Origins zodiac astrology

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					Origins, Babylonians

The Babylonians are generally acknowledged to have originated the
practice and science of astrology. Their astrological charts enabled them
to predict the recurrence of seasons and certain celestial events. So, in
the beginning and for more than 2,000 years, astrology and astronomy were
the same science.

Babylonian astrology was introduced to the Greeks early in the 4th
century BCE and, through the studies of Plato, Aristotle, and others,
astrology came to be highly regarded as a science. It was soon embraced
by the Romans (the Roman names for the zodiacal signs are still used
today) and the Arabs and later spread throughout the entire world.

While earliest astrology was used to bring a sense of order out of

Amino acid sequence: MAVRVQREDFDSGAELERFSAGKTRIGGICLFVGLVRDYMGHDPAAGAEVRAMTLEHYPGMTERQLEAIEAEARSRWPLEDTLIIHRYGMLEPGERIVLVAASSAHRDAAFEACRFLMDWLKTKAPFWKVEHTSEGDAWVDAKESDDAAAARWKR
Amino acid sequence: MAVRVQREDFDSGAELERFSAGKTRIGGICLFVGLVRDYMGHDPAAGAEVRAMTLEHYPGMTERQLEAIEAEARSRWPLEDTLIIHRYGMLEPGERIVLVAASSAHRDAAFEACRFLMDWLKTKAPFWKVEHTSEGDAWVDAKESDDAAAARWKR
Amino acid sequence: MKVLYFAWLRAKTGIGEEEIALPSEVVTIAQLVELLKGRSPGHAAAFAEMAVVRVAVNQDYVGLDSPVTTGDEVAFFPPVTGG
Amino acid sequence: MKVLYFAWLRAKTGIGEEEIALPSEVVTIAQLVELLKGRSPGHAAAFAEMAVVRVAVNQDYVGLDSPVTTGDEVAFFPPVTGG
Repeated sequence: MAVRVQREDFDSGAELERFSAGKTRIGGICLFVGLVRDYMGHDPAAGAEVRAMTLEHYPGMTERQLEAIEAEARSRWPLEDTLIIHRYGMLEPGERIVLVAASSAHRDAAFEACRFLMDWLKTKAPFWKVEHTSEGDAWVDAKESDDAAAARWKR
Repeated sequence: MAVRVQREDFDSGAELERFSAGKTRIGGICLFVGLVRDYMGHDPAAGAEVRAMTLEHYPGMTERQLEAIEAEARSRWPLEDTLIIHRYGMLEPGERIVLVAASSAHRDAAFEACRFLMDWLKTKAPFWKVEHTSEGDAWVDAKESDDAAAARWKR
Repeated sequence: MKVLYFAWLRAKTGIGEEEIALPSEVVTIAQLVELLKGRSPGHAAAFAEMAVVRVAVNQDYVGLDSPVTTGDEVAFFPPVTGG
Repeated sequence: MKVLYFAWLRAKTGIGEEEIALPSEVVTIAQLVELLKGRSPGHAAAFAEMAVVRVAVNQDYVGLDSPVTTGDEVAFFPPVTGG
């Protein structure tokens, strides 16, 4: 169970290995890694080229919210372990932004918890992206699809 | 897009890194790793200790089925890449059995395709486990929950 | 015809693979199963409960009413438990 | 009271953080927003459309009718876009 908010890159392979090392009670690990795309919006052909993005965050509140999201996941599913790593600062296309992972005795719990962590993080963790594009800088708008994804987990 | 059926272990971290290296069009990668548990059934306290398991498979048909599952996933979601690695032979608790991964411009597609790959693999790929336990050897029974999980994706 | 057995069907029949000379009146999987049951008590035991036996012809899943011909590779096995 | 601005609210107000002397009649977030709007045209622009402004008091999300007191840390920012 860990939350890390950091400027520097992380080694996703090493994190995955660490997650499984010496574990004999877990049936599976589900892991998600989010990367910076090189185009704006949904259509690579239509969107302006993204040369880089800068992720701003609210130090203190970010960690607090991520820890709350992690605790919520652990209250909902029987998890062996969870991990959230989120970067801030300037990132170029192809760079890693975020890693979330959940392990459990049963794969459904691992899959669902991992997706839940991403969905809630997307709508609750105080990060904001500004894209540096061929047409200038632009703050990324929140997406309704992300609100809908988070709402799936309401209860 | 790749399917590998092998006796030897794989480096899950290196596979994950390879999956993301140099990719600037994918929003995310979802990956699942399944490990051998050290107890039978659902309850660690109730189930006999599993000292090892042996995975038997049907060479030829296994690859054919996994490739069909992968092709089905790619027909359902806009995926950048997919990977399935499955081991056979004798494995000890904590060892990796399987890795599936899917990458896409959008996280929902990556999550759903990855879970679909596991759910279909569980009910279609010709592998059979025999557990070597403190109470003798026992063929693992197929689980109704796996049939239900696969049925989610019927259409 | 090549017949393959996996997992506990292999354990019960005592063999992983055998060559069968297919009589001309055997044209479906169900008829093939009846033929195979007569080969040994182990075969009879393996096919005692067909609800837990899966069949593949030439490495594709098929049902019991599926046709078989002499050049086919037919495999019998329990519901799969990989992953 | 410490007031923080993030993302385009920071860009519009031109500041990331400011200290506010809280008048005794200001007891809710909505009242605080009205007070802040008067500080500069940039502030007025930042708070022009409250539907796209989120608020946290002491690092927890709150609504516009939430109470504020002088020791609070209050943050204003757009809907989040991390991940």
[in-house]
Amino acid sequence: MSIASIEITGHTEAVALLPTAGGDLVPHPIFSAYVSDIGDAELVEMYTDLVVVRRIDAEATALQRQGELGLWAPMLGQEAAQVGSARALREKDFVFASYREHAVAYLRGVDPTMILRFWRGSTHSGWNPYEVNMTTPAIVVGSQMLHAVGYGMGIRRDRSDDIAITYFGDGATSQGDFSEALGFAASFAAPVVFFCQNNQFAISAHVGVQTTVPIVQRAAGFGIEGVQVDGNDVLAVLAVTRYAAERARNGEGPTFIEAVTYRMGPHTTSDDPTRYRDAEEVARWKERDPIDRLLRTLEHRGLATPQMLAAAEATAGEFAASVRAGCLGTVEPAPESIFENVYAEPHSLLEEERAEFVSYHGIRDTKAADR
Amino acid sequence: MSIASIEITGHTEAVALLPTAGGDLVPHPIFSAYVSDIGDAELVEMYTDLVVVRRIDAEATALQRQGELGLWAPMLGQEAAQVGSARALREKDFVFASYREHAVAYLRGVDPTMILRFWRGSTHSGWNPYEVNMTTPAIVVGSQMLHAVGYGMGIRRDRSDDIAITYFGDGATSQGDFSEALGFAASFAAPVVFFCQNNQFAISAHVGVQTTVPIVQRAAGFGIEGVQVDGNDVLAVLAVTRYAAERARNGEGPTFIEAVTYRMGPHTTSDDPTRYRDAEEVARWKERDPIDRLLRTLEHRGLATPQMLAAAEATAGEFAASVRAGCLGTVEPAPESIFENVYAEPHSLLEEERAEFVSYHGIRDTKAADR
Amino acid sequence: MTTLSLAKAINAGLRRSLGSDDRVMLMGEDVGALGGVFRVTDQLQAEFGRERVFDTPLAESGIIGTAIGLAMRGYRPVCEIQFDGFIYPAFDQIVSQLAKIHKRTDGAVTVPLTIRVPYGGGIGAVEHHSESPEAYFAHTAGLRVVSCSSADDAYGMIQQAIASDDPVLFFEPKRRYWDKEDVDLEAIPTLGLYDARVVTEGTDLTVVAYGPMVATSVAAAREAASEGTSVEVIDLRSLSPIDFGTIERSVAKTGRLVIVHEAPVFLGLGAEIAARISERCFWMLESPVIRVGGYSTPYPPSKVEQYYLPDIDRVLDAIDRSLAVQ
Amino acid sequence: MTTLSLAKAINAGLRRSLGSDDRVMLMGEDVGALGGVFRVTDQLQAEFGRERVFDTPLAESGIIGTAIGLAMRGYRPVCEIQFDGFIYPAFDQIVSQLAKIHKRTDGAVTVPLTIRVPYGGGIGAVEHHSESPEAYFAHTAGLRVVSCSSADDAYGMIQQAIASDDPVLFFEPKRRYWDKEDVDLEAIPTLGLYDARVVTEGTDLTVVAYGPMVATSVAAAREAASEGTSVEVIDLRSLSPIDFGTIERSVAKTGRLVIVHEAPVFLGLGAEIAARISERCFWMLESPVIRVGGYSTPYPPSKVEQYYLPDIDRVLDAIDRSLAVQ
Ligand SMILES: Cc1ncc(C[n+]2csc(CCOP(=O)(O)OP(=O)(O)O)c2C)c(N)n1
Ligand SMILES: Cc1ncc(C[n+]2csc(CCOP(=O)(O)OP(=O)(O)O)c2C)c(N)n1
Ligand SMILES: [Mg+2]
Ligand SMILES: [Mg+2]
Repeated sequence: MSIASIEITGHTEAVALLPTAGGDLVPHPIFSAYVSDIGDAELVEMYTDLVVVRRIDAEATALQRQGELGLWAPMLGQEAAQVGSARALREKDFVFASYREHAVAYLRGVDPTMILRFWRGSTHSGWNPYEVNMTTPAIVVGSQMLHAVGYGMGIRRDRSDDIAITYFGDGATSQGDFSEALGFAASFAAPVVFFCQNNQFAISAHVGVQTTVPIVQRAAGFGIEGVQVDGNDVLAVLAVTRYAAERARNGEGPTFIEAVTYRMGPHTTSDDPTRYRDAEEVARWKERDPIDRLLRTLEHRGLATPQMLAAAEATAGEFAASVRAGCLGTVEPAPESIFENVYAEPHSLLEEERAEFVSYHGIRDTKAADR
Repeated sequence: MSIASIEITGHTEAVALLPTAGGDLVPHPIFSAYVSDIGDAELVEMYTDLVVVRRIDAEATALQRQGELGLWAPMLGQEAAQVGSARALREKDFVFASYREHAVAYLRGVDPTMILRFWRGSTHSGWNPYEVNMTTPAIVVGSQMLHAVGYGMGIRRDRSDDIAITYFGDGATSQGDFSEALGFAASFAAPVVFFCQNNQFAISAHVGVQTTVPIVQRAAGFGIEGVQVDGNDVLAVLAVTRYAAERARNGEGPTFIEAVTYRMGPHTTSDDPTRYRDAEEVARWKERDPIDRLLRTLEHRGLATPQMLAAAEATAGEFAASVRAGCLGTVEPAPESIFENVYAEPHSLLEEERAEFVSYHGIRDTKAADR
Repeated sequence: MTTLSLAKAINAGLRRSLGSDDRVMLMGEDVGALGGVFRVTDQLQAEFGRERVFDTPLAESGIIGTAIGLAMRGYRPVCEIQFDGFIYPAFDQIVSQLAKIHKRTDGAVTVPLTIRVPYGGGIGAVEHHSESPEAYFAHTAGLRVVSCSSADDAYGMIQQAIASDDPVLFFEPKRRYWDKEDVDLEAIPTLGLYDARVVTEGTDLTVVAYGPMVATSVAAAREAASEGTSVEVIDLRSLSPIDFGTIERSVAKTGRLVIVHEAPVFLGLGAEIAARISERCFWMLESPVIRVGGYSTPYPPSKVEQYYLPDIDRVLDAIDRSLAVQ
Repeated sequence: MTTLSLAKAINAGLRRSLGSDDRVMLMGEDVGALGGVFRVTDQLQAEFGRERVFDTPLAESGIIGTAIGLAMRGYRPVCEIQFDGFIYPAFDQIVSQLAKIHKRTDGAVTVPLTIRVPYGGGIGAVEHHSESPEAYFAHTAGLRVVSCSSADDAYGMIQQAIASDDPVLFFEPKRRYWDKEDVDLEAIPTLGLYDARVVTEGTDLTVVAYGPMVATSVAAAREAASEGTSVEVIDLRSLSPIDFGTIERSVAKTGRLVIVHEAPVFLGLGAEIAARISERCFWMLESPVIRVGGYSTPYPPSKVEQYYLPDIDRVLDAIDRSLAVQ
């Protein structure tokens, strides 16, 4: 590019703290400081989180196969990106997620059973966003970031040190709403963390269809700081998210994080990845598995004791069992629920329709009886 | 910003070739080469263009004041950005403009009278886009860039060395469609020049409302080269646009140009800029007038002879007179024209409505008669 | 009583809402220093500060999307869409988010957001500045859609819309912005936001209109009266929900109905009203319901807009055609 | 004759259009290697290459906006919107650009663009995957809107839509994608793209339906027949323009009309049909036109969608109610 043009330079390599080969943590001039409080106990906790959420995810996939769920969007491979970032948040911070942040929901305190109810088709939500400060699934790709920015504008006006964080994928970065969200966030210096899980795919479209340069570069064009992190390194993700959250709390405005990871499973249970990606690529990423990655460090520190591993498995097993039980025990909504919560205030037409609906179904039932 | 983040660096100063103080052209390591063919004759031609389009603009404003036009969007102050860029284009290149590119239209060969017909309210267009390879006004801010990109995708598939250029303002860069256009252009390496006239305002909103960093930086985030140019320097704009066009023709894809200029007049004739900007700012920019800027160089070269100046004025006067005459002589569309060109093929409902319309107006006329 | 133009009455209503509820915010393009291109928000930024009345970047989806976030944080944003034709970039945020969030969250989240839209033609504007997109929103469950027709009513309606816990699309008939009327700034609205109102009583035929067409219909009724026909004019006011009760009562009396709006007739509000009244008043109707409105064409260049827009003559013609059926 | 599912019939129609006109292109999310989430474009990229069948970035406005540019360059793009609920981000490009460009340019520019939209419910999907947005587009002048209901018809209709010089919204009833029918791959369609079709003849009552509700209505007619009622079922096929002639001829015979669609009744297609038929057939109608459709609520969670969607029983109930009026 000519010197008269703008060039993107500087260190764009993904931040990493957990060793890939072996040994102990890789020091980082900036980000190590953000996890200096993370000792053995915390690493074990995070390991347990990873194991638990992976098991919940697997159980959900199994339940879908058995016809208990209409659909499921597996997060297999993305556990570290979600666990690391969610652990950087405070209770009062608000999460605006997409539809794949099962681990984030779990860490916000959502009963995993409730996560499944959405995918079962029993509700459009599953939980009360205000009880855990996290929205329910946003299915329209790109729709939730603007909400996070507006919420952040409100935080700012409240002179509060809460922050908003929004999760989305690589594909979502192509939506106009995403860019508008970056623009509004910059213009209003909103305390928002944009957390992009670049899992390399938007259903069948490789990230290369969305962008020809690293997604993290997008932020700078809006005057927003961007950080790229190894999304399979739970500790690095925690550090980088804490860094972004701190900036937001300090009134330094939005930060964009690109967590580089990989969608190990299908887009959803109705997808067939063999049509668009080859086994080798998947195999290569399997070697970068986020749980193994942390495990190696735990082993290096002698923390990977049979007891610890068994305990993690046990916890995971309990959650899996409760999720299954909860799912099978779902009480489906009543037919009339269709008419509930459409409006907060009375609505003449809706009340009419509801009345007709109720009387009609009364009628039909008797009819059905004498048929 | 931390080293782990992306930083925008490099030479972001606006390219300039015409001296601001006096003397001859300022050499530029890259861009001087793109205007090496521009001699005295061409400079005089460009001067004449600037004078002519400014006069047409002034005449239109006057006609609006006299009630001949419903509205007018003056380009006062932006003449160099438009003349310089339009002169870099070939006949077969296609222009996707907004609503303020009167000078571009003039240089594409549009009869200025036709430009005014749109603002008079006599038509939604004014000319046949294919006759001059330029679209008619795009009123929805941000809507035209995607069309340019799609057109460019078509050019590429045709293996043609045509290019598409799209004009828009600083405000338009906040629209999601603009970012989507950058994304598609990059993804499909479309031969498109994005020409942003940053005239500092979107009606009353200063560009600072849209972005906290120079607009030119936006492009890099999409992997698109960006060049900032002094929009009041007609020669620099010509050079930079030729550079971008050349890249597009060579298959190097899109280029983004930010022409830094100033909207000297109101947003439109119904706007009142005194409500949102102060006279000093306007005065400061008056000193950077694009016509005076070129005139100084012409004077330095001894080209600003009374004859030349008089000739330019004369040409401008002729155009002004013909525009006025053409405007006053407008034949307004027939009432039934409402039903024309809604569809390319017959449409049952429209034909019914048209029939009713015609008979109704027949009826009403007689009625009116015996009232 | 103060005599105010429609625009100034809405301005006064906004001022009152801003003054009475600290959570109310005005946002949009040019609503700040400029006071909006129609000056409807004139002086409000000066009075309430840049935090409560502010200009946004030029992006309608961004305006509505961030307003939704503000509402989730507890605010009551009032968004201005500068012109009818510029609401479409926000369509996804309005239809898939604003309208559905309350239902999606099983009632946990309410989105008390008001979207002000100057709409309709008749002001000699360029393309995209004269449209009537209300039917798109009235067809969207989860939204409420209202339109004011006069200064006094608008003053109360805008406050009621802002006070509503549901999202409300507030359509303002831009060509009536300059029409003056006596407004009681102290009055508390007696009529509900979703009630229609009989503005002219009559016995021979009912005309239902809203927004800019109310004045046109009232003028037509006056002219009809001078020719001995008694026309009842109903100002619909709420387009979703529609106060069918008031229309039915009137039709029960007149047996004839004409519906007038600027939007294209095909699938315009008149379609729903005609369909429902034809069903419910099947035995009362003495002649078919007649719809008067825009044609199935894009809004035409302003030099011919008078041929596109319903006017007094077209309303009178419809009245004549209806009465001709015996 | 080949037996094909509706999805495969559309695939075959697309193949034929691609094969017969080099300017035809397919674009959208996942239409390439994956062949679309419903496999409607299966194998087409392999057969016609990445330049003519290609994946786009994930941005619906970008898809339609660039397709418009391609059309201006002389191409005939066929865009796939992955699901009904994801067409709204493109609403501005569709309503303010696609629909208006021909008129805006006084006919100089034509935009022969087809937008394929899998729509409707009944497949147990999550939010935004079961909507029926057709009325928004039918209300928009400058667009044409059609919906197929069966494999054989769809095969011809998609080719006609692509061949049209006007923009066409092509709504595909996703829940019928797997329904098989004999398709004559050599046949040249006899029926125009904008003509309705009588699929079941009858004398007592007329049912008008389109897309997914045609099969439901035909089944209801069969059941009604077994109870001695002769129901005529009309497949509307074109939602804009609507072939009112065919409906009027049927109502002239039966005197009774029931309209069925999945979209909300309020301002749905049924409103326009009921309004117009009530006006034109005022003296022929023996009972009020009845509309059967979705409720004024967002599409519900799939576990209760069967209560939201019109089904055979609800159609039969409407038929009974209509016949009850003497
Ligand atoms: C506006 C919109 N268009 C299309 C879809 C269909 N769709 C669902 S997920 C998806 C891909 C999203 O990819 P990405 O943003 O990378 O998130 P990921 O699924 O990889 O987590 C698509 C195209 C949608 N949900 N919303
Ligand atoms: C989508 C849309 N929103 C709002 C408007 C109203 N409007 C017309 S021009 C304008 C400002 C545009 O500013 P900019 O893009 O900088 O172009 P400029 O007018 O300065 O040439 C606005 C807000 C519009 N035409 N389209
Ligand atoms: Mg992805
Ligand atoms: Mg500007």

apparent chaos, it was soon employed to predict weather patterns,
primarily for agricultural purposes. It was eventually widened to include
forecasts of natural disasters, war and other events in the affecting the
human condition. Once success in these fields was established, it was a
natural evolution for astrology to be used as a means for advising for
kings and emperors and, in time, the population at large.

The zodiac (which is derived from the Greek word meaning circle of
animals) is believed to have developed in ancient Egypt and later adopted
by the Babylonians. Early astrologers knew it took twelve lunar cycles
(i.e., months) for the sun to return to its original position. They then
identified twelve constellations that they observed were linked to the
progression of the seasons and assigned them names of certain animals and
persons (in Babylonia, for example, the rainy season was found to occur
when the sun was in a particular constellation which was then named
Aquarius, or water bearer).

Around the year 2000 BCE, Babylonian astrologers believed that the sun,
moon, and the five planets known at that time (Jupiter, Mars, Mercury,
Saturn, and Venus) possessed distinct powers. Mars, for example, appeared
to be red and was associated with aggression and war.

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